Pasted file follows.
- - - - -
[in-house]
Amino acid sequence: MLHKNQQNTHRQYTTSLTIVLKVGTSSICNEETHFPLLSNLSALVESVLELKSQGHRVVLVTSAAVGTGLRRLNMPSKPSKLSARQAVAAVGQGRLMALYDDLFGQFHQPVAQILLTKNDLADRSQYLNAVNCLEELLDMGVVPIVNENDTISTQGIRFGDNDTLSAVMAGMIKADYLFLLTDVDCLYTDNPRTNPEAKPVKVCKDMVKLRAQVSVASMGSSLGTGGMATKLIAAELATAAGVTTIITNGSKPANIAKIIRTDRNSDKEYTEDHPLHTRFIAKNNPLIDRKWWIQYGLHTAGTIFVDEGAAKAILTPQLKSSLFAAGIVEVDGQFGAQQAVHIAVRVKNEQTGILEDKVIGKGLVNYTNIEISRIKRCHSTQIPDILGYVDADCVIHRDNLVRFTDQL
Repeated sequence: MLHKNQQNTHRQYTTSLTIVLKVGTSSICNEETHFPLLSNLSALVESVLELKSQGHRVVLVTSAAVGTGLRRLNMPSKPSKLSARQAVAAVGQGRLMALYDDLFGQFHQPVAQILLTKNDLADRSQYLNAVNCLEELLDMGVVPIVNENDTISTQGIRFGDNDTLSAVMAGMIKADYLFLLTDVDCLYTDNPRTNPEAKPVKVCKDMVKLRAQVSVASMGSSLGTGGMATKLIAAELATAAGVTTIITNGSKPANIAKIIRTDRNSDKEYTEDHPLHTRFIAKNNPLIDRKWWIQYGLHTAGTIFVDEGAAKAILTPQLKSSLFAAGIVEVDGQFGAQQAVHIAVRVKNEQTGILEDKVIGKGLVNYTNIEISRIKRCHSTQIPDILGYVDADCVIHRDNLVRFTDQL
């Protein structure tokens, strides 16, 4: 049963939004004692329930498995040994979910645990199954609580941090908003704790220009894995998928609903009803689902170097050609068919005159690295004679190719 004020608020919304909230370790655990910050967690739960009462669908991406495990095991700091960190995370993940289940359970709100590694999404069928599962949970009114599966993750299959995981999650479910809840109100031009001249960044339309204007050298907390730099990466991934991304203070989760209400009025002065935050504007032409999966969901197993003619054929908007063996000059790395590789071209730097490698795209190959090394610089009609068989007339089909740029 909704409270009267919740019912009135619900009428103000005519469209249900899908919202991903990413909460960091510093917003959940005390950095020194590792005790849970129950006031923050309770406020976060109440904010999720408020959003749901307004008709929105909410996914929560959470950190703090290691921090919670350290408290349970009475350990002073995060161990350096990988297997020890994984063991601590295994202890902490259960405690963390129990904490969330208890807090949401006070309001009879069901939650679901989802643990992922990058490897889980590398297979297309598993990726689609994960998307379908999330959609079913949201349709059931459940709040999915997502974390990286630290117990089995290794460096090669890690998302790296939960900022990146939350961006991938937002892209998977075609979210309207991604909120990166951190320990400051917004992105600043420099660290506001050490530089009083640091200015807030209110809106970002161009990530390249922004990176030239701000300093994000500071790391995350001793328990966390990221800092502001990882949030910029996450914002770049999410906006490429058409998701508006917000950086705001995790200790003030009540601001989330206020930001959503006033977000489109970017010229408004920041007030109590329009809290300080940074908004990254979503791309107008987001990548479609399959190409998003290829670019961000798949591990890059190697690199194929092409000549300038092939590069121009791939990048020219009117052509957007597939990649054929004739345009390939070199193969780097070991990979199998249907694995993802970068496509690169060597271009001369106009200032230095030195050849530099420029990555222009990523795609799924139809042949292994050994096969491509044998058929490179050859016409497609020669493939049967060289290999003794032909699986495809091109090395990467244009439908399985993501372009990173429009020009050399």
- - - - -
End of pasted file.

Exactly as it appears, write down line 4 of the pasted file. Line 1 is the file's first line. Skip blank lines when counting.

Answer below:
């Protein structure tokens, strides 16, 4: 049963939004004692329930498995040994979910645990199954609580941090908003704790220009894995998928609903009803689902170097050609068919005159690295004679190719 004020608020919304909230370790655990910050967690739960009462669908991406495990095991700091960190995370993940289940359970709100590694999404069928599962949970009114599966993750299959995981999650479910809840109100031009001249960044339309204007050298907390730099990466991934991304203070989760209400009025002065935050504007032409999966969901197993003619054929908007063996000059790395590789071209730097490698795209190959090394610089009609068989007339089909740029 909704409270009267919740019912009135619900009428103000005519469209249900899908919202991903990413909460960091510093917003959940005390950095020194590792005790849970129950006031923050309770406020976060109440904010999720408020959003749901307004008709929105909410996914929560959470950190703090290691921090919670350290408290349970009475350990002073995060161990350096990988297997020890994984063991601590295994202890902490259960405690963390129990904490969330208890807090949401006070309001009879069901939650679901989802643990992922990058490897889980590398297979297309598993990726689609994960998307379908999330959609079913949201349709059931459940709040999915997502974390990286630290117990089995290794460096090669890690998302790296939960900022990146939350961006991938937002892209998977075609979210309207991604909120990166951190320990400051917004992105600043420099660290506001050490530089009083640091200015807030209110809106970002161009990530390249922004990176030239701000300093994000500071790391995350001793328990966390990221800092502001990882949030910029996450914002770049999410906006490429058409998701508006917000950086705001995790200790003030009540601001989330206020930001959503006033977000489109970017010229408004920041007030109590329009809290300080940074908004990254979503791309107008987001990548479609399959190409998003290829670019961000798949591990890059190697690199194929092409000549300038092939590069121009791939990048020219009117052509957007597939990649054929004739345009390939070199193969780097070991990979199998249907694995993802970068496509690169060597271009001369106009200032230095030195050849530099420029990555222009990523795609799924139809042949292994050994096969491509044998058929490179050859016409497609020669493939049967060289290999003794032909699986495809091109090395990467244009439908399985993501372009990173429009020009050399």